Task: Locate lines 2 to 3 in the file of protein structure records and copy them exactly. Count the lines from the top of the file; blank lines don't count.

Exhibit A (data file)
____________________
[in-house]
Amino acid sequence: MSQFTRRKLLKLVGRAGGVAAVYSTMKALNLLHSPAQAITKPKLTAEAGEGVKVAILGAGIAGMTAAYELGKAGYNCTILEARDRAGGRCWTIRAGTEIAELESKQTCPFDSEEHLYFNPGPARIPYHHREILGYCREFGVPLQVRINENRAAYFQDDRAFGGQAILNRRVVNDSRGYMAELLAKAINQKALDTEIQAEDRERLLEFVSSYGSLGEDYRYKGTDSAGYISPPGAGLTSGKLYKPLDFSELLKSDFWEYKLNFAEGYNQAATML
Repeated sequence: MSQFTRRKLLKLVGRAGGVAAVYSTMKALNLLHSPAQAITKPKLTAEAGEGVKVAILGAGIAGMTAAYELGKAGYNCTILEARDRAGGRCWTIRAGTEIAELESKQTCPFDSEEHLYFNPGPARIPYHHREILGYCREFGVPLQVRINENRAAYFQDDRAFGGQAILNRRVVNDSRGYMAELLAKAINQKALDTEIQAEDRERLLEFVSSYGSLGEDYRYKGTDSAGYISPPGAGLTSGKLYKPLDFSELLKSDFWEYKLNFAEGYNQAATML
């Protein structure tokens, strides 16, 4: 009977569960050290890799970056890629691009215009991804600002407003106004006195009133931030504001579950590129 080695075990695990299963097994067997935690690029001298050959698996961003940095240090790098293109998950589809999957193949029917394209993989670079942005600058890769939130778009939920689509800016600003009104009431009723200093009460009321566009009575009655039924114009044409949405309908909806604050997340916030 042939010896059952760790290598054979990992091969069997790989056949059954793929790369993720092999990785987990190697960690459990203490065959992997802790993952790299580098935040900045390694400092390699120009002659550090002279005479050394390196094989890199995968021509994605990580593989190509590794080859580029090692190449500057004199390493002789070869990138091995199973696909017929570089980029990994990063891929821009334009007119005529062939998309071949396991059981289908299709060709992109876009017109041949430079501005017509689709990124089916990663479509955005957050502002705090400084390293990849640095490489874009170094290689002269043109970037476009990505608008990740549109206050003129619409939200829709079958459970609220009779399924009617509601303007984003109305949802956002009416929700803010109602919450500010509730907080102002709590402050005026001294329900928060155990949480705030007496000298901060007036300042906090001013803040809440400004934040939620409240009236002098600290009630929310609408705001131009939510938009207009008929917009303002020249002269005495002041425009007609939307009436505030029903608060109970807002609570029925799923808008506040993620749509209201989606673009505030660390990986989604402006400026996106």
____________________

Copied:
Amino acid sequence: MSQFTRRKLLKLVGRAGGVAAVYSTMKALNLLHSPAQAITKPKLTAEAGEGVKVAILGAGIAGMTAAYELGKAGYNCTILEARDRAGGRCWTIRAGTEIAELESKQTCPFDSEEHLYFNPGPARIPYHHREILGYCREFGVPLQVRINENRAAYFQDDRAFGGQAILNRRVVNDSRGYMAELLAKAINQKALDTEIQAEDRERLLEFVSSYGSLGEDYRYKGTDSAGYISPPGAGLTSGKLYKPLDFSELLKSDFWEYKLNFAEGYNQAATML
Repeated sequence: MSQFTRRKLLKLVGRAGGVAAVYSTMKALNLLHSPAQAITKPKLTAEAGEGVKVAILGAGIAGMTAAYELGKAGYNCTILEARDRAGGRCWTIRAGTEIAELESKQTCPFDSEEHLYFNPGPARIPYHHREILGYCREFGVPLQVRINENRAAYFQDDRAFGGQAILNRRVVNDSRGYMAELLAKAINQKALDTEIQAEDRERLLEFVSSYGSLGEDYRYKGTDSAGYISPPGAGLTSGKLYKPLDFSELLKSDFWEYKLNFAEGYNQAATML